Goa Chief minister Laxmikant Parsekar has written to Prime Minister Narendra Modi requesting him to direct the ministry of environment, forest and climate change (MoEFCC) to demarcate an area of at least 10km around sanctuaries on the Karnataka side as an eco-sensitive zone. Parsekar, in the letter, said Karnataka should be directed to demarcate an eco-sensitive zone around the Mhadei wildlife sanctuary on its side, including for the Bhimgad sanctuary where the River Mhadei originates. MoEFCC had notified a one-kilometre buffer zone for Goa.
A.P. set to be country’s nuclear power hub
Suhasini Haidar, The Hindu
Weeks after the government announced that U.S. company Westinghouse’s Nuclear Power Project (NPP), planned in Gujarat’s Mithi Virdi, is being moved to Andhra Pradesh, sources confirmed to The Hindu that Russian-owned Rosatom will build its next phase of six reactors in Andhra Pradesh as well. With other States like Gujarat, Tamil Nadu, West Bengal and Maharashtra facing local protests over NPPs, the government is now pinning its mega plans for generating the ‘clean’ energy on coastal Andhra Pradesh. In fact, if all the projects under consideration from Russia, the U.S. and NPCIL were to actually go through, NPPs in Andhra could account for more than 30,000 MW of the Modi government’s goal of 63,000 MW installed capacity by 2031.
Hydropower station at Sardar Sarovar becomes operational
The Indian Express
Six main power-generating turbines of Sardar Sarovar Dam at Kevadia in Narmada district of Gujarat have become operational since July 12, producing electricity at its full capacity after 65,000 cusec of water was released from the dam in Madhya Pradesh due to heavy rainfall in the catchment areas. “All the six units of riverbed power house of 200 MW each have been generating power at its installed capacity because of the high flow of water in the river since a week. The totalled installed capacity of the riverbed power house is 1200 MW,” an official of Sardar Sarovar Narmada Nigam Limited (SSNNL) said. (Related: All Party Fact Finding Report in Sardar Sarovar Submergence Zone – A Report)
India takes first steps to join the utility scale energy storage club
Bridge to India
In a ground-breaking step for the Indian solar market, Solar Energy Corporation of India (SECI) has announced that it will soon release tenders for solar project developers to install storage solutions along with their projects. In the upcoming tenders for 100 MW capacity in Andhra Pradesh and 200 MW in Karnataka, each 50MW project would be connected to a storage capacity of 2.5 MWh. The primary commercial objective of these particular tenders would be to showcase India as an upcoming market for utility scale energy storage solutions. From a technical standpoint, the need for energy storage technology is plain obvious in a scenario where grid penetration of renewables is increasing rapidly. India expects to get 15% of all power from renewables by 2022 as against about 5.5% today.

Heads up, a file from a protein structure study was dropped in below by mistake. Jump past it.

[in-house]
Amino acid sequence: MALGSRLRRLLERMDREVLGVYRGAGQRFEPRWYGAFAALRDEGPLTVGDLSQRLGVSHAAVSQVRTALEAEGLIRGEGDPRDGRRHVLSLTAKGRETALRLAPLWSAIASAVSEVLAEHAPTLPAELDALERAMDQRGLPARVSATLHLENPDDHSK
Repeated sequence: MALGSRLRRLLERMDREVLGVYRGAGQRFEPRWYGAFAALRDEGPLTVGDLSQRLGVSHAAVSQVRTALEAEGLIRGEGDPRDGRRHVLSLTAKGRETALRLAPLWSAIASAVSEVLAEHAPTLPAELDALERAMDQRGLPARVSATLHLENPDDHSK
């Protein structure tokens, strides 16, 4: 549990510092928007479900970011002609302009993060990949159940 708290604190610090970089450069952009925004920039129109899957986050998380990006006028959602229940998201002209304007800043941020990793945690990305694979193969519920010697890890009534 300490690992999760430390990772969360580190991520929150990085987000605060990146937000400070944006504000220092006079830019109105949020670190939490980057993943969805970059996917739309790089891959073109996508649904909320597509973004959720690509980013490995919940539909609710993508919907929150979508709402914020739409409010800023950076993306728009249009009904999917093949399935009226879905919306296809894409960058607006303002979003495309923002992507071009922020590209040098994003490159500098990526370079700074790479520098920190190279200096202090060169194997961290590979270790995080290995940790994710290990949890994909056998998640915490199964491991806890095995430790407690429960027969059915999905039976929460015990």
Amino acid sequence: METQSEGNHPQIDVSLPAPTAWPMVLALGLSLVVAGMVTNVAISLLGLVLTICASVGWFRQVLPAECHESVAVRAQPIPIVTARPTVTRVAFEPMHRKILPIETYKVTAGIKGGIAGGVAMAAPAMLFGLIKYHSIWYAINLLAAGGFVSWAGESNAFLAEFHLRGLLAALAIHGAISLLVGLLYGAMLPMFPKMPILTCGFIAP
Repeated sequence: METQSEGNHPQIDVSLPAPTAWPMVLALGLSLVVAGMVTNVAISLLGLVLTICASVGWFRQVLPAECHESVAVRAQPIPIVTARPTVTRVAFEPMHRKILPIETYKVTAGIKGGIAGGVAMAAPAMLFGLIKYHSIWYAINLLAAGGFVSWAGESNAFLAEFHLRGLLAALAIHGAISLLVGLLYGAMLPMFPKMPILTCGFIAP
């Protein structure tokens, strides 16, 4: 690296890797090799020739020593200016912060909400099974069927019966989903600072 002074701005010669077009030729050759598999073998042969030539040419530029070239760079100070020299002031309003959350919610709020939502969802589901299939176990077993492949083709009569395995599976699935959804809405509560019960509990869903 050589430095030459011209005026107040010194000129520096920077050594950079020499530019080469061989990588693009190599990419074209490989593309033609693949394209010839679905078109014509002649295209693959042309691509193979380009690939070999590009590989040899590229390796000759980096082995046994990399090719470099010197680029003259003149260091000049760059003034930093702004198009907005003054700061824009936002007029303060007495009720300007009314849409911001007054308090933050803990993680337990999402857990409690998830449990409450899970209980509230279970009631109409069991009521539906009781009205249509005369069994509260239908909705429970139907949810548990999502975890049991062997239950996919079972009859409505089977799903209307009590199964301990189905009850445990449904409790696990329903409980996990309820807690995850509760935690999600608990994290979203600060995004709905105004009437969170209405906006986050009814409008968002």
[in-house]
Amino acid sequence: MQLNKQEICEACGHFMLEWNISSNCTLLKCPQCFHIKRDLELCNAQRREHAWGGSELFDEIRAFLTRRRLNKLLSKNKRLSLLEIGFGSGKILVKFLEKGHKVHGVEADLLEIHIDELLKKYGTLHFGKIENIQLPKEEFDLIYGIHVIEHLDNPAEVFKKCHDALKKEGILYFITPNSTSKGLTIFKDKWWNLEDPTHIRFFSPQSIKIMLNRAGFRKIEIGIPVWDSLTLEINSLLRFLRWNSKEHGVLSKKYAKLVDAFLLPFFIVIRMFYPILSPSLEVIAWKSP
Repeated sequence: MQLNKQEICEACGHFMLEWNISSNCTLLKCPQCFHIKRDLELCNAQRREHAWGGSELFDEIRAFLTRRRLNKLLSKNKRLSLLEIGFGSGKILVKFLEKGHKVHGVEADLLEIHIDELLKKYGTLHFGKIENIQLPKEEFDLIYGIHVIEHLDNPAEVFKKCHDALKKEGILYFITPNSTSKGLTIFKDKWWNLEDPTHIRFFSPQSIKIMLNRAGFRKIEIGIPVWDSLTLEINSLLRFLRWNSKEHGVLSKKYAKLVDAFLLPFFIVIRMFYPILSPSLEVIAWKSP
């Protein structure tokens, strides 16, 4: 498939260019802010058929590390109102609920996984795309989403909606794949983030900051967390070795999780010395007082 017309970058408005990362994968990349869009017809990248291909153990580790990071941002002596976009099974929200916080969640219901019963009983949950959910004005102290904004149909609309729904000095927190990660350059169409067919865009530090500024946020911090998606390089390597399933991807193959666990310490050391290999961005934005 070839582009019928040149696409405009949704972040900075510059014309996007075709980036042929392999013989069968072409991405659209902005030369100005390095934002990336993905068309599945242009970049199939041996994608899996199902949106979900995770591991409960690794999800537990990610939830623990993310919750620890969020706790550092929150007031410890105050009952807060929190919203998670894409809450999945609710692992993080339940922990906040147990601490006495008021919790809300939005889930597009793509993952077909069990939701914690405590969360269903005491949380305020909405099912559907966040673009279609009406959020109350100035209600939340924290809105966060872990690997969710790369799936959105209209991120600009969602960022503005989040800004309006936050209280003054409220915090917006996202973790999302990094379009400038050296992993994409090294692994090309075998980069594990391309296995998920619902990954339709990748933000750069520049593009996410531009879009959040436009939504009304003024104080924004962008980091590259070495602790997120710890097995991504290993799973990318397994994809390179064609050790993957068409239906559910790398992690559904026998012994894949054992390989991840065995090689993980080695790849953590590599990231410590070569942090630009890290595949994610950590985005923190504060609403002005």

Can the new Environment Minister Anil Dave save our rivers?
Nihar Gokhale, Catch News
Anil Madhav Dave is probably India’s first minister for environment, forest and climate change, who was known as an environmentalist well before taking charge. Dave has written a book on climate change and has spoken out on environmental issues. But what he is really known for is his work on the Narmada. He has circumambulated the Narmada in a Cessna aircraft and he has rafted down the 1,312 km-long river. Even the village Dave has adopted under the Sansad Adarsh Gram Yojana, is near the banks of the Narmada. So will Dave save our rivers?
Feather in the cap: India home to 12% of world’s bird species
Shiv Sahay Singh, The Hindu
A group of ornithologists have come up with the first definitive checklist of Indian birds, putting the number of species across the country at 1,263. With that figure, India accounts for 12 per cent of the total number of bird species in the world, amounting to 10,135. “A Checklist of the birds of India”, authored by Praveen J, Rajah Jayapal and Aasheesh Pittie and published this month by the journal Indian BIRDS, has painstakingly compiled the list of all avian fauna and categorised and standardised them by their English names, scientific names and modern taxonomy. Among the 1,263 species, Himalayan Forest Thrush (Zoothera salimalii) is the newest species discovered to science, while White-browed Crake Amaurornis cinerea is the latest entry to the country’s bird list.